Us: A Funhouse Mirror Of Horror Delights
The horror continues with Us, Jordan Peele’s follow-up to the critically acclaimed Get Out. Expansive and ambitious, Peele continues to swing for the fences with his social commentary and clever execution. While Us may hit the pitch-perfect tone of its predecessor, it still makes for one wild ride filled with horrific delights that only Peele himself is capable of conjuring.
Haunted by an unexplainable and unresolved trauma from her past and compounded by a string of eerie coincidences, Adelaide (Lupita Nyong'o) feels her paranoia elevate to high-alert as she grows increasingly certain that something bad is going to befall her family (Winston Duke, Shahadi Wright Joseph, and Evan Alex). After spending a tense beach day with their friends, the Tylers (Emmy winner Elisabeth Moss, Tim Heidecker, Cali Sheldon, Noelle Sheldon), Adelaide and her family return to their vacation home. When darkness falls, the Wilsons discover the silhouette of four figures holding hands as they stand in the driveway, pitting this endearing American family against a terrifying and uncanny opponent: doppelgängers of themselves.
With Get Out, Peele’s focus was on casual racism shown in the microcosm of one affluent family’s evil plot to use black people as vessels to preserve their own mortality. Us may be centered around a black family, but instead of only focusing on the racial, Peele opts for something more universal and fundamentally American. Though the film is about a lot of things — in some ways, a bit too many things — chief among them is the notion of America’s growing xenophobia and the fear of the “other".”
The whole notion of “Us” v.s. “Them” is, just like racism, one of those ugly, deep-seated American values, and Peele bends the concept in an interesting way, presenting a scenario wherein the “Them” and the “Us” are one and the same. Peele’s exploration of this concept creates a funhouse mirror of allusion and double meaning that not only allows the characters to see their own distorted reflections and fears, but our own as well. This is also reflected in the film’s title, which subtly indicts Americans (or the “U.S.”) as the very thing they seem to fear most and condemns us for perhaps taking our privilege(s) for granted.
Just like with the film’s title, you’ll find many elements of symbolism or metaphor hidden in plain sight. In addition to the obvious, like multiple references to 11:11 including a pivotal biblical one, seemingly small or inconsequential details — like VHS tapes of The Goonies and C.H.U.D., Jaws and Thriller shirts, toy ambulances and masks — are buried throughout, all of which service the plot in some way, foreshadowing events before they unfold. The good news here is that this gives the film high replay value, as all theses hidden details won’t likely be spied on the first watch. The bad news is that Us is so loaded with ideas that we hardly get the kind of answers that we received in Get Out.
Struggling to grapple with the many ideas crammed within, Peele writes himself into a corner that he can only dig himself out of with loads of third-act exposition. Though it’s overall message is as sharp and poignant as you’d expect, the film lacks the focus and coherence of Get Out, ultimately creating a jumble of ideas that don’t exactly coalesce. The cerebrally placed dominoes that Peele sets up wind up toppling in on themselves, leaving a whole lot of logistics that don’t exactly add up after the dust settles.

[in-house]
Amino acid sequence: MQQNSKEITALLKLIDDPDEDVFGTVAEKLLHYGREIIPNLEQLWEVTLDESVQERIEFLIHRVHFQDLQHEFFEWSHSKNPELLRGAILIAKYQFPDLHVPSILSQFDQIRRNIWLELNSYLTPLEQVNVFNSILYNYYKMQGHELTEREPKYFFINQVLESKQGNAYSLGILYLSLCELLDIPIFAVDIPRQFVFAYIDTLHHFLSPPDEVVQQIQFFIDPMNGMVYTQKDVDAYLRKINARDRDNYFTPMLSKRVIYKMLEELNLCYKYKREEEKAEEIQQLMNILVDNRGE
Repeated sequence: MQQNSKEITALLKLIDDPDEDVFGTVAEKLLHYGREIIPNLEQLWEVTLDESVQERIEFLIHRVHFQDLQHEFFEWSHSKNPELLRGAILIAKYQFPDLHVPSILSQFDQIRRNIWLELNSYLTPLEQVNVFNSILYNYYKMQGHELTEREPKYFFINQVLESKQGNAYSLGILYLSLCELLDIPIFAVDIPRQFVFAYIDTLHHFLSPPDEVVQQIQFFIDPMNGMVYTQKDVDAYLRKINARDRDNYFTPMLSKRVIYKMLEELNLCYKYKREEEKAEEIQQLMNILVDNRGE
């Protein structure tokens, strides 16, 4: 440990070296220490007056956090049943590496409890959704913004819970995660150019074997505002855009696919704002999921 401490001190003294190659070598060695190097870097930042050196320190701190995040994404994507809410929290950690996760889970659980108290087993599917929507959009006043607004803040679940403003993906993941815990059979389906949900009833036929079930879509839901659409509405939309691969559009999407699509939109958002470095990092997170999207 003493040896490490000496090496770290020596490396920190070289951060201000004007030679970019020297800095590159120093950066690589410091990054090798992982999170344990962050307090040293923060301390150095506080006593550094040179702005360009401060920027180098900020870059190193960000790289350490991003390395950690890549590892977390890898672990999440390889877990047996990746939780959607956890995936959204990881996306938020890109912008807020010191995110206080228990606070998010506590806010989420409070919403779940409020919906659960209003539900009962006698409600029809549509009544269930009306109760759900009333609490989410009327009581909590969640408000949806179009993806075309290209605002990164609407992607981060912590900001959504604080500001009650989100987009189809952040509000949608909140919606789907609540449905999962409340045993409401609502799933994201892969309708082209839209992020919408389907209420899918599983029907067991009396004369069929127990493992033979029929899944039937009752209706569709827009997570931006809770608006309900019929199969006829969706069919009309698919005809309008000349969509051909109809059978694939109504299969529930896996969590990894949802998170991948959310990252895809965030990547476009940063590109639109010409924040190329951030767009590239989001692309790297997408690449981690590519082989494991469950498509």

The story feels somewhat incomplete, filled with lingering plot holes — like why it was so easy for Adelaide’s double to escape the tunnel, or why the doubles’ movements are sometimes but not always mirrored by their other, or who the hell gave them red coveralls and gold scissors?! Peele’s execution and direction are all on target though, but with Us, Peele continues his trend of harvesting organs from better films — like Jaws, Funny Games, The Shining, Nightmare on Elm Street, Invasion of the Body Snatchers — to service his own Frankenstein’s monster. He continues to show a lot of promise, but still has yet to fully step out on his own, which is somewhat discouraging.
Evenly paced, we are given a substantial amount of time with the Wilson family before the horrors unfold, which really service the horrific punctuation by emotionally tethering is to them. The humor here is effective at times, namely at the beginning because it helps us form a warm connection with the protagonists, but as things become more tense, the levity often times deflates the mood; when Peele should be tightening his grip, he opts to lighten the mood, proving that he’s more about crowdpleasing entertainment, than he is about getting under the skin or being truly unnerving. Still, it’s a fun time, and it’s incredibly elevated by the dual performances of its cast, spearheaded by the spine tingling acting of Lupita Nyong’o, who should get an Oscar nod for her work here.
Despite its imperfections, you’ll find a lot to unpack and engage. Its bigger message is a powerful one, and one that’s important for America (and the world really) to hear right now. Peele suggests that perhaps we should stop drawing lines that divide us, and instead look for things that tether us together. We are Americans, and we are our own worst enemy. Maybe we need to examine ourselves in greater detail before condemning the “other,” as we may find more of ourselves than we may otherwise think.
Recommendation: Absolutely check this one out, if you haven’t already, and get in on the discussion!
Rating: 3.5 gold scissors outta 5.
What do you think? Were you crazy about Us? Is it better than Get Out? We want to know. Share your thoughts and feelings in the comments section below, and as always, remember to viddy well!